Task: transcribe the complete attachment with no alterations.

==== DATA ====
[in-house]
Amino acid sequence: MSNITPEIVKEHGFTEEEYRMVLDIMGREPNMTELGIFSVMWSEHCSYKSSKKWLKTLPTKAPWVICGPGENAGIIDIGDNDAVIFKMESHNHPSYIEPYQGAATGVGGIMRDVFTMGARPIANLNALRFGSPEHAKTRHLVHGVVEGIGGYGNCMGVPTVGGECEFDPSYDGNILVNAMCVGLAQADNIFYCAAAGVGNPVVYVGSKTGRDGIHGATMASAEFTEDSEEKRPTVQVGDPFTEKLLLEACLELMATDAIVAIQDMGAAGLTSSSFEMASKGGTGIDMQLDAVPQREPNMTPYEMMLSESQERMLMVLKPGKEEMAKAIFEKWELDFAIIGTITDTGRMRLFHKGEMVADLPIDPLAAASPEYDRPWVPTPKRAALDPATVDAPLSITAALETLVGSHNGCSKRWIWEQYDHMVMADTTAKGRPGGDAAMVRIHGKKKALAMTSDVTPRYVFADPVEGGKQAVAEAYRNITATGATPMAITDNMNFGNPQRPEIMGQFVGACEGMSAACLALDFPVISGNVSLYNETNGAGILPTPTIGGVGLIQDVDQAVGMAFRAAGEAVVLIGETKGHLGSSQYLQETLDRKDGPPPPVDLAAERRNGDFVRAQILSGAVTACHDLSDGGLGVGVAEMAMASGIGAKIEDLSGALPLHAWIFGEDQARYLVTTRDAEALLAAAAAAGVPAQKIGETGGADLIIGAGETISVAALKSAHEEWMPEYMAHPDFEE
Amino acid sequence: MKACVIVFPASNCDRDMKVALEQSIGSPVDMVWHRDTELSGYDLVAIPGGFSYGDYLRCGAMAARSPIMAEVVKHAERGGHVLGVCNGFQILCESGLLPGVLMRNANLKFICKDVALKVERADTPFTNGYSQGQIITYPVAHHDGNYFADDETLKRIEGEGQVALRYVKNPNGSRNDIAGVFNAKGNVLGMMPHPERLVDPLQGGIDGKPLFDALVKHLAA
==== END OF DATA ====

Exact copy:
[in-house]
Amino acid sequence: MSNITPEIVKEHGFTEEEYRMVLDIMGREPNMTELGIFSVMWSEHCSYKSSKKWLKTLPTKAPWVICGPGENAGIIDIGDNDAVIFKMESHNHPSYIEPYQGAATGVGGIMRDVFTMGARPIANLNALRFGSPEHAKTRHLVHGVVEGIGGYGNCMGVPTVGGECEFDPSYDGNILVNAMCVGLAQADNIFYCAAAGVGNPVVYVGSKTGRDGIHGATMASAEFTEDSEEKRPTVQVGDPFTEKLLLEACLELMATDAIVAIQDMGAAGLTSSSFEMASKGGTGIDMQLDAVPQREPNMTPYEMMLSESQERMLMVLKPGKEEMAKAIFEKWELDFAIIGTITDTGRMRLFHKGEMVADLPIDPLAAASPEYDRPWVPTPKRAALDPATVDAPLSITAALETLVGSHNGCSKRWIWEQYDHMVMADTTAKGRPGGDAAMVRIHGKKKALAMTSDVTPRYVFADPVEGGKQAVAEAYRNITATGATPMAITDNMNFGNPQRPEIMGQFVGACEGMSAACLALDFPVISGNVSLYNETNGAGILPTPTIGGVGLIQDVDQAVGMAFRAAGEAVVLIGETKGHLGSSQYLQETLDRKDGPPPPVDLAAERRNGDFVRAQILSGAVTACHDLSDGGLGVGVAEMAMASGIGAKIEDLSGALPLHAWIFGEDQARYLVTTRDAEALLAAAAAAGVPAQKIGETGGADLIIGAGETISVAALKSAHEEWMPEYMAHPDFEE
Amino acid sequence: MKACVIVFPASNCDRDMKVALEQSIGSPVDMVWHRDTELSGYDLVAIPGGFSYGDYLRCGAMAARSPIMAEVVKHAERGGHVLGVCNGFQILCESGLLPGVLMRNANLKFICKDVALKVERADTPFTNGYSQGQIITYPVAHHDGNYFADDETLKRIEGEGQVALRYVKNPNGSRNDIAGVFNAKGNVLGMMPHPERLVDPLQGGIDGKPLFDALVKHLAA